Latest DICE specification from TCG offers interoperability and user-friendly implementation
Vendors can deliver enhanced security for devices and components thanks to the latest DICE specification from the Trusted Computing Group (TCG) which is currently out for public review.
The new DICE Protection Environment (DPE) specification has been developed to offer isolation for sensitive operations and data, reduced code size, and greater interoperability for DICE implementations. The DPE also provides a path for silicon vendors to create and market strong DICE Intellectual Property blocks, vastly simplifying the integration of DICE hardware Root-of-Trust technology across solutions.
"Handling secrets has historically been done by a vendor's own firmware unless you had a Trusted Platform Module (TPM)," advised Chairman of the DICE Work Group, Dennis Mattoon. "But for devices and components without a TPM, DICE - together with the new DPE specification - can provide isolation and protection guarantees like a TPM. In addition, the DPE specification provides vendors greater interoperability and a path to marketing discrete DICE implementations that can be integrated across solutions."
When implementing RoT hardware such as DICE, vendors are given a number of different options for implementation. For organisations who may not fully understand the requirements needed for their products, this can lead to errors in implementation as well as interoperability concerns. At the same time, working with asymmetric keys can also often be expensive, and having the firmware be responsible for cryptography can be a hinderance. The DPE specification enables these operations to be handled separate from the firmware, freeing up a device's main processor to focus on firmware activity, with no requirement to generate or handle keys at the expense of performance.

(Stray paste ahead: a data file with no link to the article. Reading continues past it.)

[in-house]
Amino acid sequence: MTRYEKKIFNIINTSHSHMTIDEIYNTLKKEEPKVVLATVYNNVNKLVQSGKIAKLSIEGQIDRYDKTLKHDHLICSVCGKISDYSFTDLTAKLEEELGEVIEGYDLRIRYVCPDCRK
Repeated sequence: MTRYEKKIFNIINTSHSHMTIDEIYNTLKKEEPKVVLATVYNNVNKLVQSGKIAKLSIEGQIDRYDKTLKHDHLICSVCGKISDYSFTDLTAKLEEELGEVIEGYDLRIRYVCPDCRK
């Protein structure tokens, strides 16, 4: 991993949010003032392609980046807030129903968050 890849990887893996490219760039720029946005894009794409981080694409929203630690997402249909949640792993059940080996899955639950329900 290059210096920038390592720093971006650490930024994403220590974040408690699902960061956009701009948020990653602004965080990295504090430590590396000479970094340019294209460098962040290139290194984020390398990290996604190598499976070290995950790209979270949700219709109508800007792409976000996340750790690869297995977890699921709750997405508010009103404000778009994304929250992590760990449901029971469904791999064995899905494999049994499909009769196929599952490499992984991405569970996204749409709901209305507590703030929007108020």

DICE DPE provides isolation for sensitive operations and data, beyond the reach of firmware. This also means greater protection when transitioning between boot layers, hardening attesting environments, and strengthening the chain of trust in devices. The effect is not only a reduction in code size and increased interoperability for existing DICE solutions, but also a substantial reduction in the barrier to entry for organisations looking to adopt a strong hardware RoT in their solutions.